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Tyreke Evans?

Discussion in 'Houston Rockets: Game Action & Roster Moves' started by DaneB, Dec 7, 2012.

  1. DaneB

    DaneB Member

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    He doesn't seem to be fitting in with the Kings, maybe he would be a good pick up for us? I could see him as being a 6th man on a contending team. Is he worth pursuing?

    http://hangtime.blogs.nba.com/2012/12/06/hot-streak-increases-evans-value-for-someone/?ls=iref:nbahpts

    HOT STREAK INCREASES EVANS’ VALUE

    SACRAMENTO, Calif. – It turned personal at the strangest of times, with a couple minutes remaining between two lottery-bound teams and about 10,000 people, if that, watching on a rainy night.
    Tyreke Evans heard someone on the Raptors bench – he thinks injured forward Landry Fields – shout “Hell no!” as Evans lined up a three-pointer in a tight game Wednesday.
    Evans connected from a few feet away from the visitors and gave a long, punctuating stare.
    Next Kings possession, same thing. He heard “Leave him open!” as the Raptors did just that, backing off in understandable strategy. Evans hit again and stared again. He said something too, a message that very possibly included a word beginning with F.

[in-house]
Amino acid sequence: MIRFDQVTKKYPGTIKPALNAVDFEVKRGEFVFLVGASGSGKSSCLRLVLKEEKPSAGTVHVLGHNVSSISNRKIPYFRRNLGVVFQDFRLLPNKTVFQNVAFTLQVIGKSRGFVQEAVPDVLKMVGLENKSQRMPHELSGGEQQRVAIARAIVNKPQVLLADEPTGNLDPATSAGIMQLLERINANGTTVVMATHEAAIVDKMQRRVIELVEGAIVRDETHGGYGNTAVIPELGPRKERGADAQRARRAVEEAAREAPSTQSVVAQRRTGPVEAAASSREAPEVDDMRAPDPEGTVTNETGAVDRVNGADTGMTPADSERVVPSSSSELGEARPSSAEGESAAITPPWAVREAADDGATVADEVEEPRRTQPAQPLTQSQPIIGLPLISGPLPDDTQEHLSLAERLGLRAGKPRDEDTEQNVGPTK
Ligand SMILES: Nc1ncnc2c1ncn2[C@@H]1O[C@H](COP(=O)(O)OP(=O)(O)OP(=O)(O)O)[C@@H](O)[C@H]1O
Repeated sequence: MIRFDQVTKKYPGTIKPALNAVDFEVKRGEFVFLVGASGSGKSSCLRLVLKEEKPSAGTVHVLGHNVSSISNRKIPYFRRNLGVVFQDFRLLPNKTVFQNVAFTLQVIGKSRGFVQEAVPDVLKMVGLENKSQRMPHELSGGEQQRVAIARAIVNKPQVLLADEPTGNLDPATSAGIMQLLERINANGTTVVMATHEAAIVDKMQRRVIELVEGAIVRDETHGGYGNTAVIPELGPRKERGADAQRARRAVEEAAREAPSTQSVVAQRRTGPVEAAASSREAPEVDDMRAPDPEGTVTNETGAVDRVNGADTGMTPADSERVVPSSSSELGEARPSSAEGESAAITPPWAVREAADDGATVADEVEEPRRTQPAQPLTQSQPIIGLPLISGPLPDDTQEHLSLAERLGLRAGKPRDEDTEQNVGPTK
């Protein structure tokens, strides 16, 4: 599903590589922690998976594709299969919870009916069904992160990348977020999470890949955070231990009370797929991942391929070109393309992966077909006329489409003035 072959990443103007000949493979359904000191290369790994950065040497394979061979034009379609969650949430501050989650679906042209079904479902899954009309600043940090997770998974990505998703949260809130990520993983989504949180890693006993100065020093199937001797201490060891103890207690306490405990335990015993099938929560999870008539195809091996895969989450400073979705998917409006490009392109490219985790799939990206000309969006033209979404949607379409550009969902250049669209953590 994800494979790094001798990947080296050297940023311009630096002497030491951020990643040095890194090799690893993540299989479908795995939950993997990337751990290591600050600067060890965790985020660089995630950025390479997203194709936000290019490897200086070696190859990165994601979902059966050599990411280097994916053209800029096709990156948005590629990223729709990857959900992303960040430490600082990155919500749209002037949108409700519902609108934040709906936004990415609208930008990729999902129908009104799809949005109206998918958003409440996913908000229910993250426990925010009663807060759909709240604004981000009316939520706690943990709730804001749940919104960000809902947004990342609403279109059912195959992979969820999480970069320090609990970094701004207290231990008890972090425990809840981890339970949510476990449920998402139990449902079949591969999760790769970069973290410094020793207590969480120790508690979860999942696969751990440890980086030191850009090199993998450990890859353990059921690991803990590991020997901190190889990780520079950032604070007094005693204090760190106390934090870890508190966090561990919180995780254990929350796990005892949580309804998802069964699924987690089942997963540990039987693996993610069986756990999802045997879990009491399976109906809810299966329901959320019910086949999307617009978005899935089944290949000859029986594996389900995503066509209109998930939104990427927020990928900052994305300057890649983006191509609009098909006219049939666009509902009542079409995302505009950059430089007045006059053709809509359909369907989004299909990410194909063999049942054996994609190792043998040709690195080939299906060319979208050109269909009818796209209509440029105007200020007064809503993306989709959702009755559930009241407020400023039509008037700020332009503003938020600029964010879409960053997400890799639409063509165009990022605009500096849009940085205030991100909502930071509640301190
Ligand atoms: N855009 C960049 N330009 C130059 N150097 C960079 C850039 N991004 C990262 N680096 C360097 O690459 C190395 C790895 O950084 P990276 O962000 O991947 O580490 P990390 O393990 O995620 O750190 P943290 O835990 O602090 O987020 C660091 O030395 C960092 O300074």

“Maybe so,” Evans said later, smiling.
    Vindication and the baskets that turned a 95-95 tie into an eventual 107-100 victory. Yes, this is a good run.
    Evans has scored 27, 20 and, most recently, 23 points his last three games, a streak interrupted only by the bruised left knee that cost him two contests before the return to exchange holiday greetings with the Raptors. He is shooting 50 percent. He is sticking to a commitment to defense that started in training camp to regularly check two positions a night and is on alert that a three – both backcourt spots and small forward – is possible. He gets the opponent’s biggest scoring threat on the wing as long as it is not a small point guard.
    Of course Toronto played it right Wednesday. Maybe not the trash-talking part, but Evans had made six three-pointers all season, for a 27.3-percent success rate. Everybody knows to go into prevent defense and collapse around the lane when he gets the ball on the perimeter, because Evans will put his head down and barrel to the rim. That he made the Raptors pay for doing nothing wrong is the flashing bright light of exactly how good he is going.
    These are the moments, however brief, that remind of Evans as Rookie of the Year, either three seasons or a lifetime ago, of why he may still be an integral part of the rebuilding puzzle. Or of why he could still be traded.
    The topic is on the clock, especially when he plays like this, because the sides did not reach an agreement on an extension to Evans’ rookie contract by Oct. 31, putting him on schedule to become a restricted free agent on July 1. The decision made perfect sense for the Kings – he was regressing, had no position, and no certain place in the future, and to spend big to lock him up before the Halloween deadline would have been ill-advised.